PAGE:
The Life & Times of Minor Characters

By Gretchen Tessmer
Mary Ann had a thrilling day planned—wash basin full of dirty dishes, assorted soap-making and two dozen rabbit-sized waistcoats to iron out.


By Amy Lafferty
In summertime we look for things buried in the clay. Our parents call us, but we lose their voices by digging deeper.

Lilly (My One and Only)

By Kaj Tanaka
—sunset like the head of that grotesque peeping tom you told me about the night I understood we would never belong together...

Photo Story: Breaking Point

By Melinda McCamant
The view is better now, a verdant hillside shattered, not one crimson setting sun but hundreds, the dusty smell of late summer drifting in.

Photo Story: This is Where We Are, Now

By Colin Lubner
Years after our planes stopped marking white x’s and asterisks across our blue sky (well, years after our sky stopped being blue at all) and years after our graves stopped staying graves ...

My Daughter’s Hands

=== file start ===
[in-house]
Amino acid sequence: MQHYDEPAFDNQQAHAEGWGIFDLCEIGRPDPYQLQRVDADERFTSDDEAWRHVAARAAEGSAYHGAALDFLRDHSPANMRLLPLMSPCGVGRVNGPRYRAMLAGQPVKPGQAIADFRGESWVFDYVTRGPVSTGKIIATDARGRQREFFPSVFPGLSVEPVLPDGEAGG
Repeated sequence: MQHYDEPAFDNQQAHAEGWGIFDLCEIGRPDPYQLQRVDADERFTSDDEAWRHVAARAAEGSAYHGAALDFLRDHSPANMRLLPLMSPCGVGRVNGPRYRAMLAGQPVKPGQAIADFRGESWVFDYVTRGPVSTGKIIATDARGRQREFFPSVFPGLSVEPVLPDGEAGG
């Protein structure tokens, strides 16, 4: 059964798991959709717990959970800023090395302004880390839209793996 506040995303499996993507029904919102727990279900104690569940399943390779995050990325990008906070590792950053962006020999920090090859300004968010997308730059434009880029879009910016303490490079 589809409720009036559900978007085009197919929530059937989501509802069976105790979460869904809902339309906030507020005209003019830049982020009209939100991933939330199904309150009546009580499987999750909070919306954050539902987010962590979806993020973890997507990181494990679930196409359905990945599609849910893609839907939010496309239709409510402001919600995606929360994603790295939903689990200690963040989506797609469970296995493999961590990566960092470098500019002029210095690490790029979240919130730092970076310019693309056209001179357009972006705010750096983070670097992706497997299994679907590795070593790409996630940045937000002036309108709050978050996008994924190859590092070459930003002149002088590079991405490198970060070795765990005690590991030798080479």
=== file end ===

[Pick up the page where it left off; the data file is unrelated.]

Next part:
By TJ Wood
They once drew from four strings Elgar’s Cello Concerto in E minor. Her arms danced about mahogany stained pine as partners, pulling to and fro.

Under The Shells

By Kayleigh Shoen
After the bomb scare, the high school snapped transparent knapsacks to students’ backs like inside-out turtle shells.

Photo Story: The Locker

By Hoffi Munt
We rent locker space the way our parents rent houses. They are our sliver of space in this public world; a place to store, to fill, to hide.


By Alek Barkats
When I walk into the office an exotic bird’s at my desk, typing away. It lifts its talons off the keys, turns its green head. Coffee in the pot!

One Plus One Equals 3: A Couple Co-Writing as ‘Alvarado’

Jacqueline Doyle and Stephen D. Gutierrez are San Francisco Bay Area writers and professors, each with an impressive writing résumé. Additionally, the spouses co-write as the invented Alvarado O’Brien. This time around on 100 Words, learn about three flash aficionados at once!


By Jacqueline Doyle
He made his move in the planetarium. She’d been gazing up at the outlines of Cassiopeia in the night sky, squinting to see a queen on a throne.


By Stephen D. Gutierrez
Our neighbor Lil looked like a TV Indian, all sunbaked and leathery. She wandered the streets brokenly, ill dressed, barely attuned.